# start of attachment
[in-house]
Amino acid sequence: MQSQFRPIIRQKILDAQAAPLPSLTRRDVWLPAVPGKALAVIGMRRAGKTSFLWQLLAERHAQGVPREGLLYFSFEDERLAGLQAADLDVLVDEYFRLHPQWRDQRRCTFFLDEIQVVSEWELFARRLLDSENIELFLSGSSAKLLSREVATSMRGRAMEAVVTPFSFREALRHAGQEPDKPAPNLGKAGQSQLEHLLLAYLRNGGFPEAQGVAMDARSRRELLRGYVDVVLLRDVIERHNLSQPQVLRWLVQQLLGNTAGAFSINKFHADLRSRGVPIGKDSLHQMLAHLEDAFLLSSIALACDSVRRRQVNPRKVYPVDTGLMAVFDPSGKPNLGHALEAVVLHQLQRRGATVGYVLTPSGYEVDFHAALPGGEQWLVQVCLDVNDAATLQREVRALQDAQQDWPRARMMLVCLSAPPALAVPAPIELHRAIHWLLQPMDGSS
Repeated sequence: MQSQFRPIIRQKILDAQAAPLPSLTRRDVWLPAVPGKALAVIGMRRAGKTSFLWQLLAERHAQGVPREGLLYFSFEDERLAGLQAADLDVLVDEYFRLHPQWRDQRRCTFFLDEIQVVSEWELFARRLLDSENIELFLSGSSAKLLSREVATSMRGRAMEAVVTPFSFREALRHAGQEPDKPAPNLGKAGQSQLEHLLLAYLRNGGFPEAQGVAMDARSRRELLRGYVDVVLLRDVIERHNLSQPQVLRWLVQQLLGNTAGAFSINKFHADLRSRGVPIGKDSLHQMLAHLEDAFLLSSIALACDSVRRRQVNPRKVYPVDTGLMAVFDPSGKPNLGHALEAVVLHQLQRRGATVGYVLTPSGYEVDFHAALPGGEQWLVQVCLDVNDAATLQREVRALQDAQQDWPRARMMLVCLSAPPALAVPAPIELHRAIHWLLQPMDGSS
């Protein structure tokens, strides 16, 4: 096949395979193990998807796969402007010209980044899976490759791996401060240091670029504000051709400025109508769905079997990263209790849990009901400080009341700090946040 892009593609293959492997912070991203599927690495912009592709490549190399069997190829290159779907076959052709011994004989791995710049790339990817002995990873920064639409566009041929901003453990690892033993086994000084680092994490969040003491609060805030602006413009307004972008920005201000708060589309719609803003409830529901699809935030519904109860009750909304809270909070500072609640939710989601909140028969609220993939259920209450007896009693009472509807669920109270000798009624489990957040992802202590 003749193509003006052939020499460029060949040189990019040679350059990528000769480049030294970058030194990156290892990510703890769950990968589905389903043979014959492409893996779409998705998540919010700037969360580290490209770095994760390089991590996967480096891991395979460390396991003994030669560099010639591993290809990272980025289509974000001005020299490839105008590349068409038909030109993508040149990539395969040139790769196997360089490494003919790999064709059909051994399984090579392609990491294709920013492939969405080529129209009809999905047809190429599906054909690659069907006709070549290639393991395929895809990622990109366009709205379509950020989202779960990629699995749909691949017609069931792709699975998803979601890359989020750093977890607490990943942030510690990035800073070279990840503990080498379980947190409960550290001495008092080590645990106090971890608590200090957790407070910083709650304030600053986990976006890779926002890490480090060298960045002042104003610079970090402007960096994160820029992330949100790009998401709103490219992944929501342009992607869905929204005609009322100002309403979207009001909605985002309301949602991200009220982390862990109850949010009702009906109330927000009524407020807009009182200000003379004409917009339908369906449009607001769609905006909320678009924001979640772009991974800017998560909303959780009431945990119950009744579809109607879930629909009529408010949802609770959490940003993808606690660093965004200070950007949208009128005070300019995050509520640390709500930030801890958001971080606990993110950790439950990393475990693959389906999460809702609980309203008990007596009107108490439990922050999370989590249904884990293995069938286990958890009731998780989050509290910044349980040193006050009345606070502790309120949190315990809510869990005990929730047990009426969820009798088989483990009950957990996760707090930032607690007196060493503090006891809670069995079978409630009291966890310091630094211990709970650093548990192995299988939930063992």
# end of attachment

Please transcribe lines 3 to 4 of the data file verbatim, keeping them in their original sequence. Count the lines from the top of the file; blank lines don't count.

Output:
Repeated sequence: MQSQFRPIIRQKILDAQAAPLPSLTRRDVWLPAVPGKALAVIGMRRAGKTSFLWQLLAERHAQGVPREGLLYFSFEDERLAGLQAADLDVLVDEYFRLHPQWRDQRRCTFFLDEIQVVSEWELFARRLLDSENIELFLSGSSAKLLSREVATSMRGRAMEAVVTPFSFREALRHAGQEPDKPAPNLGKAGQSQLEHLLLAYLRNGGFPEAQGVAMDARSRRELLRGYVDVVLLRDVIERHNLSQPQVLRWLVQQLLGNTAGAFSINKFHADLRSRGVPIGKDSLHQMLAHLEDAFLLSSIALACDSVRRRQVNPRKVYPVDTGLMAVFDPSGKPNLGHALEAVVLHQLQRRGATVGYVLTPSGYEVDFHAALPGGEQWLVQVCLDVNDAATLQREVRALQDAQQDWPRARMMLVCLSAPPALAVPAPIELHRAIHWLLQPMDGSS
């Protein structure tokens, strides 16, 4: 096949395979193990998807796969402007010209980044899976490759791996401060240091670029504000051709400025109508769905079997990263209790849990009901400080009341700090946040 892009593609293959492997912070991203599927690495912009592709490549190399069997190829290159779907076959052709011994004989791995710049790339990817002995990873920064639409566009041929901003453990690892033993086994000084680092994490969040003491609060805030602006413009307004972008920005201000708060589309719609803003409830529901699809935030519904109860009750909304809270909070500072609640939710989601909140028969609220993939259920209450007896009693009472509807669920109270000798009624489990957040992802202590 003749193509003006052939020499460029060949040189990019040679350059990528000769480049030294970058030194990156290892990510703890769950990968589905389903043979014959492409893996779409998705998540919010700037969360580290490209770095994760390089991590996967480096891991395979460390396991003994030669560099010639591993290809990272980025289509974000001005020299490839105008590349068409038909030109993508040149990539395969040139790769196997360089490494003919790999064709059909051994399984090579392609990491294709920013492939969405080529129209009809999905047809190429599906054909690659069907006709070549290639393991395929895809990622990109366009709205379509950020989202779960990629699995749909691949017609069931792709699975998803979601890359989020750093977890607490990943942030510690990035800073070279990840503990080498379980947190409960550290001495008092080590645990106090971890608590200090957790407070910083709650304030600053986990976006890779926002890490480090060298960045002042104003610079970090402007960096994160820029992330949100790009998401709103490219992944929501342009992607869905929204005609009322100002309403979207009001909605985002309301949602991200009220982390862990109850949010009702009906109330927000009524407020807009009182200000003379004409917009339908369906449009607001769609905006909320678009924001979640772009991974800017998560909303959780009431945990119950009744579809109607879930629909009529408010949802609770959490940003993808606690660093965004200070950007949208009128005070300019995050509520640390709500930030801890958001971080606990993110950790439950990393475990693959389906999460809702609980309203008990007596009107108490439990922050999370989590249904884990293995069938286990958890009731998780989050509290910044349980040193006050009345606070502790309120949190315990809510869990005990929730047990009426969820009798088989483990009950957990996760707090930032607690007196060493503090006891809670069995079978409630009291966890310091630094211990709970650093548990192995299988939930063992």